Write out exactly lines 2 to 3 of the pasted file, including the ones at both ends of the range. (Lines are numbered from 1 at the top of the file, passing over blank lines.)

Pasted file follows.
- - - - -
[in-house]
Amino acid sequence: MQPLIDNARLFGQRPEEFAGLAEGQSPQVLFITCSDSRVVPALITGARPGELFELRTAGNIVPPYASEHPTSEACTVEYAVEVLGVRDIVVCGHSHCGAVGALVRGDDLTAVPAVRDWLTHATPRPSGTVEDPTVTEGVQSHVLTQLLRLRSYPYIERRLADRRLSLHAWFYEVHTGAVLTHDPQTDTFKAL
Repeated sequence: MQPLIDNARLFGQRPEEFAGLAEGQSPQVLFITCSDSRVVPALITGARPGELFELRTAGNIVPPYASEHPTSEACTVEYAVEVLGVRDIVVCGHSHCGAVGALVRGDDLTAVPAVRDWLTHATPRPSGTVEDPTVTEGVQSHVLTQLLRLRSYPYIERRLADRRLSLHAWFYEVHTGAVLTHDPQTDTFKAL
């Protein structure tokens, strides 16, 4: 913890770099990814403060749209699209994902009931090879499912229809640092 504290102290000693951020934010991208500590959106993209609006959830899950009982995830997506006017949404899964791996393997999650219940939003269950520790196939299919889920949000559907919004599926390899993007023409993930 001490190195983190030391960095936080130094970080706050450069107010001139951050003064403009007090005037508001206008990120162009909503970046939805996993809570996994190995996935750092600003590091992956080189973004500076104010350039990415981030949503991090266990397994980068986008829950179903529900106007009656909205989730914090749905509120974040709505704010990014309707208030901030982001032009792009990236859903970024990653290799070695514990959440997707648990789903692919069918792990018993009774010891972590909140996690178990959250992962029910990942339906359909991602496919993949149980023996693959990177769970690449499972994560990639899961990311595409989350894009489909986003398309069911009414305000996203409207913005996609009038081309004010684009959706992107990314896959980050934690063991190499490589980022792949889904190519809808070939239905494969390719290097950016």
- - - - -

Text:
Amino acid sequence: MQPLIDNARLFGQRPEEFAGLAEGQSPQVLFITCSDSRVVPALITGARPGELFELRTAGNIVPPYASEHPTSEACTVEYAVEVLGVRDIVVCGHSHCGAVGALVRGDDLTAVPAVRDWLTHATPRPSGTVEDPTVTEGVQSHVLTQLLRLRSYPYIERRLADRRLSLHAWFYEVHTGAVLTHDPQTDTFKAL
Repeated sequence: MQPLIDNARLFGQRPEEFAGLAEGQSPQVLFITCSDSRVVPALITGARPGELFELRTAGNIVPPYASEHPTSEACTVEYAVEVLGVRDIVVCGHSHCGAVGALVRGDDLTAVPAVRDWLTHATPRPSGTVEDPTVTEGVQSHVLTQLLRLRSYPYIERRLADRRLSLHAWFYEVHTGAVLTHDPQTDTFKAL